All these questions and more will start to be answered in just a shade over two weeks. This is going to be the best training camp we've ever seen. The competition for positions is going to be awesome to watch. Who earns the spot with Vyborny and Nash? Who gets to set up Zherdev? Which rookie is going to put a veteran down a line? Damnit, more questions!

Are you ready for some football?

My other love this time of year is high school football, just for fun I'll toss out scores for at least three games: Hilliard Darby (where we live), North Union (where I played (many, many years ago)), and Waynesfield-Goshen (where my brother is assisstant coach).

So for last night's update...

Hillard Darby - 39
Westland - 7

North Union - 32
Fairbanks - 15

Waynsfield-Goshen - 41
Lockland - 27


Sycamore Mohawk - 28
Elgin - 7
(Any guesses on where my wife went to high school?? :) )

Friday, March 18, 2005

Now what?

As the title suggests, I'm a glutton for punishment, so in the hockey world, now what?

Well, the stewards of the highest level met last week and this week to say the same things they've said for months...NHL has a cap offer, NHLPA doesn't want it. This is an issue for me because the PA decided to accept a cap at the last minute, and now Bobby is SHOCKED that the NHL would offer the cap again, and it would be lower. Amazing...somebody sign Bob up for an entry level econ class at any university. (This guy graduated from Harvard???)

So, since their doing their hard headed thing, still...on to the NCAAs!

Basketball - this is hands down the best time of the year with the NCAA tournament going on. Hours of college hoops to be enjoyed this weekend, and probably the best one and done tournament going.

But, the hockey NCAAs get drawn Sunday morning, which means the Road To Columbus starts next weekend. With my Frozen Four ticket purchased, I'm really looking forward to this one. I've never been to the Frozen Four, and am still kicking myself for not going to it in Cincinnati a couple years ago.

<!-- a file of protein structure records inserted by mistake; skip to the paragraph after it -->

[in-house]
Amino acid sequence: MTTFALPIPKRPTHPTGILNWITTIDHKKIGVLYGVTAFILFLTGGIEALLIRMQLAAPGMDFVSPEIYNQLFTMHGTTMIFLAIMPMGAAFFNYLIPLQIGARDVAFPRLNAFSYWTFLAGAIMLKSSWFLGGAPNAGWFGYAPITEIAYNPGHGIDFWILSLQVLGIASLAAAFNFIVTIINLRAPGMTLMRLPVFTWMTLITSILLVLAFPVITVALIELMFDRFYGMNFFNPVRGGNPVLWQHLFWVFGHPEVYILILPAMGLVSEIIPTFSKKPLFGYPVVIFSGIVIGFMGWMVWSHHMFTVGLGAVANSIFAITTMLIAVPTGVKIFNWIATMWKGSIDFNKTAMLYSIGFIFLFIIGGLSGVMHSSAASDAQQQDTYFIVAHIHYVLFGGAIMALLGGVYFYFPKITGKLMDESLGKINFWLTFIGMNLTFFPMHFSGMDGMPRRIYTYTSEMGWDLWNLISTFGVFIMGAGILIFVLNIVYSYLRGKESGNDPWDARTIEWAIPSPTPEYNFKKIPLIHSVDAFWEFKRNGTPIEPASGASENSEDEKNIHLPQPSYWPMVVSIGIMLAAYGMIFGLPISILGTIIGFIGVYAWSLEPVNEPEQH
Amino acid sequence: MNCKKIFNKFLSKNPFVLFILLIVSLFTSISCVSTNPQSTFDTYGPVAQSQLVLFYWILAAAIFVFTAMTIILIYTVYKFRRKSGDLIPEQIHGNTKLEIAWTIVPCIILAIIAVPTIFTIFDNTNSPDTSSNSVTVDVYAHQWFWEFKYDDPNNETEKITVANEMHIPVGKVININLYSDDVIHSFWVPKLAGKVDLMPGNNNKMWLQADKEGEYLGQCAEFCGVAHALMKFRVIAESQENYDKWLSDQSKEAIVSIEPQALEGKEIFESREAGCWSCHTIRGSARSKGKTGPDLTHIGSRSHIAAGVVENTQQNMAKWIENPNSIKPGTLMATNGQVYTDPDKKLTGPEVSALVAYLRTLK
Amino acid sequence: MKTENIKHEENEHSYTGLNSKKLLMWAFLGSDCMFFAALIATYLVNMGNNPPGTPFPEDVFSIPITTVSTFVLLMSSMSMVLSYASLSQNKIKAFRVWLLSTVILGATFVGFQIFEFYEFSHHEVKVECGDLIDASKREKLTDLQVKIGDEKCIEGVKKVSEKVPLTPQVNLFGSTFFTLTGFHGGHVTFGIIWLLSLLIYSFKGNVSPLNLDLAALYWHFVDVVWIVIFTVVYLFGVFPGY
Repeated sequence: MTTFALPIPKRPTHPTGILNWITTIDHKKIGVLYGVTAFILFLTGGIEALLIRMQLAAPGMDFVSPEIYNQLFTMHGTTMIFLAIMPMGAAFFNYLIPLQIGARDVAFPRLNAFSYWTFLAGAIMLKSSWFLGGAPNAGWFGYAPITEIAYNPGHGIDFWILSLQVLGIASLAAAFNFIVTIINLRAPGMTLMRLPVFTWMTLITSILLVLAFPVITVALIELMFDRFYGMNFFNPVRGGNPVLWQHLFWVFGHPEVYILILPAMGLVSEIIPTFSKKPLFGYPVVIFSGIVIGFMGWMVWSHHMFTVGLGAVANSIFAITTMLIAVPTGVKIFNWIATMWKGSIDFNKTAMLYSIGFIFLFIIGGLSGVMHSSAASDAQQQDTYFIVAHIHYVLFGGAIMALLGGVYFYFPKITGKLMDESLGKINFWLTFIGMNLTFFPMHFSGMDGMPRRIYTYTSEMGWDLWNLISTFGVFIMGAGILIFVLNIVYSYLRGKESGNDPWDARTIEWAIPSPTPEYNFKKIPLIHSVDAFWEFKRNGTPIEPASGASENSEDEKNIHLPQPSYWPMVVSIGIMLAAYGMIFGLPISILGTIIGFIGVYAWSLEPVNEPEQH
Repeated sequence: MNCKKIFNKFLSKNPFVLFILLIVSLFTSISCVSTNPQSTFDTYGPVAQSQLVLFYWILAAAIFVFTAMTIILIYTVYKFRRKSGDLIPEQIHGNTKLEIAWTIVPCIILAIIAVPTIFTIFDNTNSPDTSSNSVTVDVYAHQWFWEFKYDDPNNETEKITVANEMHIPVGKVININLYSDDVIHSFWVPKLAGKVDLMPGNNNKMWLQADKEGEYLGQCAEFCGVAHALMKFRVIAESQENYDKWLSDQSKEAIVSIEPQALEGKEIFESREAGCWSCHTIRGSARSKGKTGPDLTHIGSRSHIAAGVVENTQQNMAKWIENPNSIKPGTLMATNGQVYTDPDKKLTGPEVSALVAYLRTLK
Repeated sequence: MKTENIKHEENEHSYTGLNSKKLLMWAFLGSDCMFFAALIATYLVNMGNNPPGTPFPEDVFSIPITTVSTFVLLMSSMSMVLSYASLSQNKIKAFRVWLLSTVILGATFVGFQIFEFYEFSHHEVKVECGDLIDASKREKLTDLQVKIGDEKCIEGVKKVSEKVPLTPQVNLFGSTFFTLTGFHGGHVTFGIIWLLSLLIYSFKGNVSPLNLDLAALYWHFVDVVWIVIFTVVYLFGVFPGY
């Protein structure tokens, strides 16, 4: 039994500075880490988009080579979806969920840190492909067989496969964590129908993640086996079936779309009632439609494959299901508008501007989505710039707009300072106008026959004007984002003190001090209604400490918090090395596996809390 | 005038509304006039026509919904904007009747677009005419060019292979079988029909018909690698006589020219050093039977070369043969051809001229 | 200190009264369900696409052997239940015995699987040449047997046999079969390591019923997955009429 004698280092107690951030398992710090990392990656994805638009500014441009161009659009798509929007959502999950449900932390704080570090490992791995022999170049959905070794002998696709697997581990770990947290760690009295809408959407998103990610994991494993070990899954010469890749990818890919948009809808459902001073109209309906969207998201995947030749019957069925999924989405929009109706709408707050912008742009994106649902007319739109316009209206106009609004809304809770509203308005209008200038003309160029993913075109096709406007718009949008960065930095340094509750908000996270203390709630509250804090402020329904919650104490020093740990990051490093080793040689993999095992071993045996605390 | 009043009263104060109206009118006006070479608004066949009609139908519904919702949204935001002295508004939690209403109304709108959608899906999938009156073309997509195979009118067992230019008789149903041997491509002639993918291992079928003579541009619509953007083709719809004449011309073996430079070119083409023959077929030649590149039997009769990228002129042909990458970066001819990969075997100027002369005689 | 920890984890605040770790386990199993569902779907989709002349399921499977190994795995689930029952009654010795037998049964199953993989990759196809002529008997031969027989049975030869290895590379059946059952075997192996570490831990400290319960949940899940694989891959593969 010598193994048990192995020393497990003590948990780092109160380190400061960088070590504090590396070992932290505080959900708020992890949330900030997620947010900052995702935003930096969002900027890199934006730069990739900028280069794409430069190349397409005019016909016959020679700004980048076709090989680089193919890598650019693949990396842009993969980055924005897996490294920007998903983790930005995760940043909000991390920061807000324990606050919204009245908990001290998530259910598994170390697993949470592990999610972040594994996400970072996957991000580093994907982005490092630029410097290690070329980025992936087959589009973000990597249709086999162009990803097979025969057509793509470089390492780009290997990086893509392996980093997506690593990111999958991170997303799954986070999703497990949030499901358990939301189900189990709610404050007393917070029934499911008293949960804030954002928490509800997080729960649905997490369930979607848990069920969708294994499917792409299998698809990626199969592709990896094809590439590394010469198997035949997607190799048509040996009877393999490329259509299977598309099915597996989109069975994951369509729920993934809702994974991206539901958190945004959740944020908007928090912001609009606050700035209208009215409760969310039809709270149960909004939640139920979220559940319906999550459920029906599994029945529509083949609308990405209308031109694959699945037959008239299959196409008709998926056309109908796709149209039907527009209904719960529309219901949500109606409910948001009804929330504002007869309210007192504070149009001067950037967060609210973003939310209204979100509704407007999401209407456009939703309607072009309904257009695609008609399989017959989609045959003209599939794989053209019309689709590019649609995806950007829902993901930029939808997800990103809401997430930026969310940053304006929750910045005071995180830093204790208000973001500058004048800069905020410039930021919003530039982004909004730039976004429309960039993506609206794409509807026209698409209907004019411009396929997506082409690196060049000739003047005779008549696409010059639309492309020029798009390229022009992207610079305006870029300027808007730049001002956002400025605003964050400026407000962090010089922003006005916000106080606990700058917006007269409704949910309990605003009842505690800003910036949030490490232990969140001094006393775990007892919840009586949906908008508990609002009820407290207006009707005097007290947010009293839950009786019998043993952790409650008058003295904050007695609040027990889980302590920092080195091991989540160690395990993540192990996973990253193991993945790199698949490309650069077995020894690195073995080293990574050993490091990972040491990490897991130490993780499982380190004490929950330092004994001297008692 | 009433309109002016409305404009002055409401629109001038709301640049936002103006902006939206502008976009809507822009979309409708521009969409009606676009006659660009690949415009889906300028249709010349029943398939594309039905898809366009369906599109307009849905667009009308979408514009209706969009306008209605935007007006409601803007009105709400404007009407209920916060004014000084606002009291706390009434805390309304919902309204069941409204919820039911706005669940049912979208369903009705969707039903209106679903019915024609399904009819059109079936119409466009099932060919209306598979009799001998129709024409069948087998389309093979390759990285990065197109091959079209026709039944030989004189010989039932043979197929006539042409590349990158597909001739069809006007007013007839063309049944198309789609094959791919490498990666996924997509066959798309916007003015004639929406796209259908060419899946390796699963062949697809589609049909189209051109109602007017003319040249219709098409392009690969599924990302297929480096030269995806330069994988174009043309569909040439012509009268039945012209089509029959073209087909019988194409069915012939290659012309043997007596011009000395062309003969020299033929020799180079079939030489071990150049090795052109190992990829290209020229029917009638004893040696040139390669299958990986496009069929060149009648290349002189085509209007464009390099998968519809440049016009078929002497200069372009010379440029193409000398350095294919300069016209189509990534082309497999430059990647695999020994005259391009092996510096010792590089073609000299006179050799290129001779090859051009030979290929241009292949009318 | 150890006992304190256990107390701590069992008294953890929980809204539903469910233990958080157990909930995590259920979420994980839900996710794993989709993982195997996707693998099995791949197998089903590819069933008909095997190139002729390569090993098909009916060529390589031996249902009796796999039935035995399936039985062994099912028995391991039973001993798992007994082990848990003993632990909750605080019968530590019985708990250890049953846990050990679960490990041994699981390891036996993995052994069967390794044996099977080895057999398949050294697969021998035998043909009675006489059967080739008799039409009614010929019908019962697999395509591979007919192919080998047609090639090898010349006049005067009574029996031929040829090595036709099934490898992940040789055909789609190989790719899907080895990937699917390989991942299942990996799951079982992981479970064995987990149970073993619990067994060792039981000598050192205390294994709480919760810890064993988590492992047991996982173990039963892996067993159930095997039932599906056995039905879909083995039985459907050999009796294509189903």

With OSU season tickets, I've been rather tuned into how the NCAAs are picked...and WOW is this a screwed up system. ( explains it very well, look for anything about the Pairwise Rankings.) It's a pretty good system, but has some flaws that allow teams to move up by losing to the right team. (It might be a worse system than the BCS in that respect.) But, OSU has been on the bubble for the last couple weeks. I can't fathom second place in the CCHA not getting into the tournament, but it's a strong possibility.

All in all, while Bob and Gary continue their "negotiations" I'm settled in watching the CCHA Super 6, bits and pieces of the WCHA Final 5, and a pile of college basketball. Life without the NHL isn't so bad...anybody at the NHL or NHLPA noticing that?

Tuesday, February 22, 2005

I believe in Miracles

No, not the miracle that would have to happen to see NHL hockey any time before 2025, the miracle that happened 25 years ago today in Lake Placid. Dubbing it a miracle is probably a stretch, but Al Michaels etched that title in stone.

We've all heard the underdog college kids from the US upsetting what amounted to a pro team from the USSR story a number of times. We've heard the comparisons of it being the equivalent of Mt. Union beating the New England Patriots in football.

How I remember is a bit different than all that, I was 8. Didn't really understand hockey, as it wasn't top of the "To Play" list in central Ohio in 1980. Also, I only watched bits and pieces of the game. Part of the reason was we already knew the result when it was aired, and my brother and I were busy re-playing the game in the kitchen with two yard sticks and a mayonaise lid. And, even though I didn't watch the game from beginning to end, I bought books and posters of the team, and watched whatever I could on it. It was an amazing story, and still is.

Now, I have the game on DVD (thanks to a buddy with a DVD burner and TiVo), and have seen it more than a few times. Yet, every time I watch that or Miracle and hear Al ask, "Do you believe in miracles? YES!" it still sends chills down my spine.

Friday, February 18, 2005

So, Skip hates hockey

Skip Bayless has decided to inform us in his column on ESPN's Page 2 that he hates hockey. Goes into great detail why he hates hockey.

The article brought a question to mind: If you hate it so much, Skip, why spend a substantial portion of your day (or week), and three pages of space on the 'Net telling us about it? I mean, c'mon, Skipper, take your own advice and don't pay attention to it. (On that note, the NHL is making that pretty easy for you at the moment.)